Java Reference
In-Depth Information
QUICK SUMMARY
1. Avoiding contention for synchronized objects is a useful way to mitigate their per-
formance impact.
2. Thread-local variables are never subject to contention; they are ideal for holding
synchronized objects that don't actually need to be shared between threads.
3. CAS-based utilities are a way to avoid traditional synchronization for objects that
do need to be shared.
False Sharing
One little-discussed performance implication of synchronization involves false sharing. That
used to be a fairly obscure artifact of threaded programs, but as multicore machines become
the norm—and as other, more obvious, synchronization performance issues are ad-
dressed—false sharing is an increasingly important issue.
False sharing occurs because of the way in which CPUs handle their cache. Consider the data
in this simple class:
public
public class
class DataHolder
DataHolder {
public
public volatile
volatile long
long l1 ;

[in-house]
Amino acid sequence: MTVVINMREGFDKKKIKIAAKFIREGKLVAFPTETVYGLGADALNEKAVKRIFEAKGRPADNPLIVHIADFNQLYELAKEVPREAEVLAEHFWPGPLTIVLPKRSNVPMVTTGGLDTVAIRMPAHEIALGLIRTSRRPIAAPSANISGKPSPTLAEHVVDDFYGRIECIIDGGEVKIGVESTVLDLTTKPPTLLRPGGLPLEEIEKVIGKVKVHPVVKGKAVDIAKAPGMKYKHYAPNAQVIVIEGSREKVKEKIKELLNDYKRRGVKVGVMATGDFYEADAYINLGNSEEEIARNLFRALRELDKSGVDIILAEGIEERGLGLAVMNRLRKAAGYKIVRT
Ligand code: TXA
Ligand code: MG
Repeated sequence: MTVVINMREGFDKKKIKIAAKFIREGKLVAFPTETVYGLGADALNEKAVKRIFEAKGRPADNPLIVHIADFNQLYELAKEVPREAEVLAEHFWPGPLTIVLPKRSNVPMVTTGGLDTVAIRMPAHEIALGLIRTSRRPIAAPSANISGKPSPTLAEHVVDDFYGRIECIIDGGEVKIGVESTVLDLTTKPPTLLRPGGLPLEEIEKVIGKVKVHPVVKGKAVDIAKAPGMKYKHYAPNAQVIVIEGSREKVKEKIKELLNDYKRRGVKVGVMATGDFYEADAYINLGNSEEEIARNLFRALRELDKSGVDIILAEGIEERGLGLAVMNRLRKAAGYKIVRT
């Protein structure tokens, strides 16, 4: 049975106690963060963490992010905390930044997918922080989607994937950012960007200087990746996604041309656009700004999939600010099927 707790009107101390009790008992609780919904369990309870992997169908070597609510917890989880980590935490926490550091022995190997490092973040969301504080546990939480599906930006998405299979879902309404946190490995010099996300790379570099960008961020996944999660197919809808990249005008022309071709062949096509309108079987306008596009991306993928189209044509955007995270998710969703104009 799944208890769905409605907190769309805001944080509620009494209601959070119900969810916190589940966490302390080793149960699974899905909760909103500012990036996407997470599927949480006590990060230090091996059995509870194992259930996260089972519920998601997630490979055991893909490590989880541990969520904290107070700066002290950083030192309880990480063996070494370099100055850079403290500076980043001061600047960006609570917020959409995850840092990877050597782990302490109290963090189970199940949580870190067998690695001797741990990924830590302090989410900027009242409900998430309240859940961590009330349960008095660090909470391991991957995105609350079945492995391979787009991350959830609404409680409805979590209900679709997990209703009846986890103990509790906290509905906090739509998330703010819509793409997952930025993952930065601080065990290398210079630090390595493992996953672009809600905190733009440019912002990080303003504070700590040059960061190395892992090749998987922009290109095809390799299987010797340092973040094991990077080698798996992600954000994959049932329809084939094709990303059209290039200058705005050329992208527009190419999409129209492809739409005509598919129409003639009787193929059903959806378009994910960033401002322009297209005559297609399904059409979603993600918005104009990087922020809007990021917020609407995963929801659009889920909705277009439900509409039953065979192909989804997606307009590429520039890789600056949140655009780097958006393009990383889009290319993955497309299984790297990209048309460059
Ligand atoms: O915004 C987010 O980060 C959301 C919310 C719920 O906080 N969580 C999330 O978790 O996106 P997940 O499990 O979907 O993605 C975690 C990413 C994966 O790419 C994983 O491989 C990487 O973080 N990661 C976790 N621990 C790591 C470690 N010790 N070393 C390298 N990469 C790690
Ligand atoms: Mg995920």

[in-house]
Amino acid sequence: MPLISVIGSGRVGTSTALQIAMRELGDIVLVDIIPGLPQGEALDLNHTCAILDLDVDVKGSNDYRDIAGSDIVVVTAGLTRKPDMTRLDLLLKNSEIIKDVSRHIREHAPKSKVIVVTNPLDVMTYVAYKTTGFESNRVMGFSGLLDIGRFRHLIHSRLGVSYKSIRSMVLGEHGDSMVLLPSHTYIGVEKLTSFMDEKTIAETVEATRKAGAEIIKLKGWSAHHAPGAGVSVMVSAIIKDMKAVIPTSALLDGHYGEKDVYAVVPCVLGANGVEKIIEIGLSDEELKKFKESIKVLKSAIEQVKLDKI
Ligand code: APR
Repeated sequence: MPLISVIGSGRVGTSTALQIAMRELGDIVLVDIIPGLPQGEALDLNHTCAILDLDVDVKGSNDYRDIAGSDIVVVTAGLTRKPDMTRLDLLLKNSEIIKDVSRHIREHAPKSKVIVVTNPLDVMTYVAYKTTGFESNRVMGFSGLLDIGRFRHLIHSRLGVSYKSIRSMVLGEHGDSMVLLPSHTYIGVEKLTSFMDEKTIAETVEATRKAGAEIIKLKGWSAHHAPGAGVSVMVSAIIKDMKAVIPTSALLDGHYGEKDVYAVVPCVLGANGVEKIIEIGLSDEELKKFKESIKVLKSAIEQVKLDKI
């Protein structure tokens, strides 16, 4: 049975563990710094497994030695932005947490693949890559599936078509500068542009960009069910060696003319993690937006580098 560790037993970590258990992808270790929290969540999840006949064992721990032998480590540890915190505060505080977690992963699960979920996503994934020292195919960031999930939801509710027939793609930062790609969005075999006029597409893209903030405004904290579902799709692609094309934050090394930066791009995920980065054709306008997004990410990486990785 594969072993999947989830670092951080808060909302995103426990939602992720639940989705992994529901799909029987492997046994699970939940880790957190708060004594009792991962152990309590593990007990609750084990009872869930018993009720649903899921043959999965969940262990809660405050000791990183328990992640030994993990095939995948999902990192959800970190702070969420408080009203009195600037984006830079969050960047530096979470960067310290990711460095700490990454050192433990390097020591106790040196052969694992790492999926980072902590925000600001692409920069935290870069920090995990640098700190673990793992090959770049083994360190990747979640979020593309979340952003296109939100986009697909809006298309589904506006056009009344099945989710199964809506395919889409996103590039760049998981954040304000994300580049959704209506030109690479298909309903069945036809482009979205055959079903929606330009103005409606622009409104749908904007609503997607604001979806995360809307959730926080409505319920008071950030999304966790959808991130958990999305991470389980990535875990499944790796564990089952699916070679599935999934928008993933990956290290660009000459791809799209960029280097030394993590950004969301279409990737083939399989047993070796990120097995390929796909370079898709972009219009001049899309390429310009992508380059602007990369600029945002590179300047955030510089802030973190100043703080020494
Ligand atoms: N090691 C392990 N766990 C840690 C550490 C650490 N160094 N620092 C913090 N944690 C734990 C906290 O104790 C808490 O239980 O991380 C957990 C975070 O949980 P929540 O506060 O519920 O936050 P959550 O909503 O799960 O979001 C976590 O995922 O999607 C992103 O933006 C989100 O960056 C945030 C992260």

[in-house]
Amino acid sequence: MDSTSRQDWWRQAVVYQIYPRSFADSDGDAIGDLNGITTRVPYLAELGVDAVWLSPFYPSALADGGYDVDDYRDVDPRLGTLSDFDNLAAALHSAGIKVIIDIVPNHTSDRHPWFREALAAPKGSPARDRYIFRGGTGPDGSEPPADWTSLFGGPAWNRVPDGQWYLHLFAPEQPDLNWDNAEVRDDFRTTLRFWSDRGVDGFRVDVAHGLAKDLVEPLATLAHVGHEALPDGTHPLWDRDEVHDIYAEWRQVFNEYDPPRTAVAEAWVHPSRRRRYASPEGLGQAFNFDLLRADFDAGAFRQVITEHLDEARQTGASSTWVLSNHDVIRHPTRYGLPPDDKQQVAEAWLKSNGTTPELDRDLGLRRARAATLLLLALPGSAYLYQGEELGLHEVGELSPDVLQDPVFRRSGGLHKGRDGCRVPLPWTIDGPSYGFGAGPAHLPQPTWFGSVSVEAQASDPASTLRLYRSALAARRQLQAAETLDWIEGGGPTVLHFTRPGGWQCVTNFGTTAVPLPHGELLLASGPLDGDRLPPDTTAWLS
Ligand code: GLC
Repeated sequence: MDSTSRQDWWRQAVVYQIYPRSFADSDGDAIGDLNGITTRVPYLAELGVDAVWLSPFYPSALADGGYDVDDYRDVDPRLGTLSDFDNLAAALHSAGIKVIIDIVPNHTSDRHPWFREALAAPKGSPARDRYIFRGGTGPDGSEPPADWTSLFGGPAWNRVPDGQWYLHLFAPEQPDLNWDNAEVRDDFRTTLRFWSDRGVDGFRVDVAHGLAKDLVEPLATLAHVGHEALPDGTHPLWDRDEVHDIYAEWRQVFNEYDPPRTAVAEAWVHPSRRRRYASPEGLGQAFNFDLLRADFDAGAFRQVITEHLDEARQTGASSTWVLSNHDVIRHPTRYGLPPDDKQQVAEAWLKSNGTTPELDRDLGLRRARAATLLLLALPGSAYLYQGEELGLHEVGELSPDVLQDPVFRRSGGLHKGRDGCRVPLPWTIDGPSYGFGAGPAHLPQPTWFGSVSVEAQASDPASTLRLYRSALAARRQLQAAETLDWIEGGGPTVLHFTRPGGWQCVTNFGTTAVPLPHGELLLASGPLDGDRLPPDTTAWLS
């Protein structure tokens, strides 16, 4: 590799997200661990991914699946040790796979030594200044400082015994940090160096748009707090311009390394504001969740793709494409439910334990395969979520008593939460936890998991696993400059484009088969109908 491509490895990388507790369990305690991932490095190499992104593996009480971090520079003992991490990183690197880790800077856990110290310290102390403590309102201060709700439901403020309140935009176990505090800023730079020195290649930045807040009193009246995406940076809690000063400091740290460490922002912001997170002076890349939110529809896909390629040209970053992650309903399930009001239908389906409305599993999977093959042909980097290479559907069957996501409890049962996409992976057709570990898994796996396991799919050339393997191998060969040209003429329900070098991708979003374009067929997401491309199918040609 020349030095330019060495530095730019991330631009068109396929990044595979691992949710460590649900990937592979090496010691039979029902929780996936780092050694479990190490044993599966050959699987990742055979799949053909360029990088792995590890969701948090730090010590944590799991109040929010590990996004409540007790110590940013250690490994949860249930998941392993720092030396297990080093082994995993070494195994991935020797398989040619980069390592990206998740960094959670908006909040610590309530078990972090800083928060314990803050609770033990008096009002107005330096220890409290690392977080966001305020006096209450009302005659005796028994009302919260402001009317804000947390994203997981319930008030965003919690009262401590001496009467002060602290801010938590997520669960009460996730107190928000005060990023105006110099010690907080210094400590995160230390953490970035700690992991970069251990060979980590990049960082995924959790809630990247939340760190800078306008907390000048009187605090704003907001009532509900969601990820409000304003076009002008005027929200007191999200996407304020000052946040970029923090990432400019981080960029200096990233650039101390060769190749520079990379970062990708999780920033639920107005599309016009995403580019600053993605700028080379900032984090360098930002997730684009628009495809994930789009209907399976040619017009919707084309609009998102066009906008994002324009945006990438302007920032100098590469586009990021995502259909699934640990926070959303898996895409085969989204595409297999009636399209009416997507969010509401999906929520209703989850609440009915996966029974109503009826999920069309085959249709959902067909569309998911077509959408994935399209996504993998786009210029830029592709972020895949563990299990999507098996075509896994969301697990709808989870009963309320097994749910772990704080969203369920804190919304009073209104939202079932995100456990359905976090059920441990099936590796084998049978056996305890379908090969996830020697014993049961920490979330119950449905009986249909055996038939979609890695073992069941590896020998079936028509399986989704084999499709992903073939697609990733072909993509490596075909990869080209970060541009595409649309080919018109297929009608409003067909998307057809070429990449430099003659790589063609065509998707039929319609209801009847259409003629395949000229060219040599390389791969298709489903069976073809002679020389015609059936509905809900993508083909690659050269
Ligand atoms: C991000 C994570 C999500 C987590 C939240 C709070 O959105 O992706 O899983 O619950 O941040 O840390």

public
public volatile
volatile long
long l2 ;
public
public volatile
volatile long
long l3 ;
public
public volatile
volatile long
long l4 ;
}
Each of the long values here is stored in memory adjacent to one another; for example, l1
could be stored at memory location 0xF20. Then l2 would be stored in memory at 0xF28, l3
at 0xF2C, and so on. When it comes time for the program to operate on l2 , it will load a rel-
atively large amount of memory—for example, 128 bytes from location 0xF00 to
0xF80—into a cache line on one of the cores of (one of) the CPU(s). A second thread that
wants to operate on l3 will load that same chunk of memory into a cache line on a different
core.
Loading nearby values like that makes sense in most cases: if the application accesses one
particular instance variable in an object, it is likely to access nearby instance variables. If
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